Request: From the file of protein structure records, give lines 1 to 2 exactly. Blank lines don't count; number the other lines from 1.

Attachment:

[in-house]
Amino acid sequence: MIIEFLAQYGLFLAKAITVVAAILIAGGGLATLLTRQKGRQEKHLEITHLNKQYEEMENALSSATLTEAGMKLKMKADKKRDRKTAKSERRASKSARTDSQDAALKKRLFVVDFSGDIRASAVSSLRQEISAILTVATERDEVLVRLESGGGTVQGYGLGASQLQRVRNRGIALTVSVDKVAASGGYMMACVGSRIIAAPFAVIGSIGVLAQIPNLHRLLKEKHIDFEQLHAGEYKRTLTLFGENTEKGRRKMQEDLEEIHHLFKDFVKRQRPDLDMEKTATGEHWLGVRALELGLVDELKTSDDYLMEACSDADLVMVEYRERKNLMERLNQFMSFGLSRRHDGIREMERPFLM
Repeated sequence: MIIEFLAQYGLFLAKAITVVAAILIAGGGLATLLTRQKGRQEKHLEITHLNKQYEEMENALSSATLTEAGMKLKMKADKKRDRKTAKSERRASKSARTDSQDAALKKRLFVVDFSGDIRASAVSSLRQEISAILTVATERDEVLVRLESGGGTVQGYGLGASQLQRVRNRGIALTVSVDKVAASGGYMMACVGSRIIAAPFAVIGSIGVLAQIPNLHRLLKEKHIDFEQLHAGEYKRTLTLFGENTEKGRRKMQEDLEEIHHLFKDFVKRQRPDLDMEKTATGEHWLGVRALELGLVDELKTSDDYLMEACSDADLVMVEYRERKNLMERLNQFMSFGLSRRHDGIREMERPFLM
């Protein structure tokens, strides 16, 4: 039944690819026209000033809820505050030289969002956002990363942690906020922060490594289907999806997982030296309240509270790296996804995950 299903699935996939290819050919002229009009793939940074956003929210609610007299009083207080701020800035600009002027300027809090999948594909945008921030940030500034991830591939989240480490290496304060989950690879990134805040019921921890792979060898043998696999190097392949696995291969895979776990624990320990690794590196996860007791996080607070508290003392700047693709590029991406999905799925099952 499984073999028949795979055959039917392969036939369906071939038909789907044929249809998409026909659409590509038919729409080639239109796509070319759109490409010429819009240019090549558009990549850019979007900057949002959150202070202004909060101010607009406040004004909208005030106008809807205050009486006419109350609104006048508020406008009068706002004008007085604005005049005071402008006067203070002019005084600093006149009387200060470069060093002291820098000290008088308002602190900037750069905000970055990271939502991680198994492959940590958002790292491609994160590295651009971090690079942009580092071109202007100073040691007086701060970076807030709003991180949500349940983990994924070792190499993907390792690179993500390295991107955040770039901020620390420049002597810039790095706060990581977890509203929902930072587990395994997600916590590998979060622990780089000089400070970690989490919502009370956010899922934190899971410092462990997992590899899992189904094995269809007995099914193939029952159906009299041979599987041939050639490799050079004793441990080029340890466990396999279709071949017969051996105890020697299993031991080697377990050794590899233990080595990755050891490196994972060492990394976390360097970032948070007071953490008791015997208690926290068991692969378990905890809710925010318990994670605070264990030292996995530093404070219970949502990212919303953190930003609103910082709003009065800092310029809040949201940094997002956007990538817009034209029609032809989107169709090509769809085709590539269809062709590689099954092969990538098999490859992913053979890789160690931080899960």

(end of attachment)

[in-house]
Amino acid sequence: MIIEFLAQYGLFLAKAITVVAAILIAGGGLATLLTRQKGRQEKHLEITHLNKQYEEMENALSSATLTEAGMKLKMKADKKRDRKTAKSERRASKSARTDSQDAALKKRLFVVDFSGDIRASAVSSLRQEISAILTVATERDEVLVRLESGGGTVQGYGLGASQLQRVRNRGIALTVSVDKVAASGGYMMACVGSRIIAAPFAVIGSIGVLAQIPNLHRLLKEKHIDFEQLHAGEYKRTLTLFGENTEKGRRKMQEDLEEIHHLFKDFVKRQRPDLDMEKTATGEHWLGVRALELGLVDELKTSDDYLMEACSDADLVMVEYRERKNLMERLNQFMSFGLSRRHDGIREMERPFLM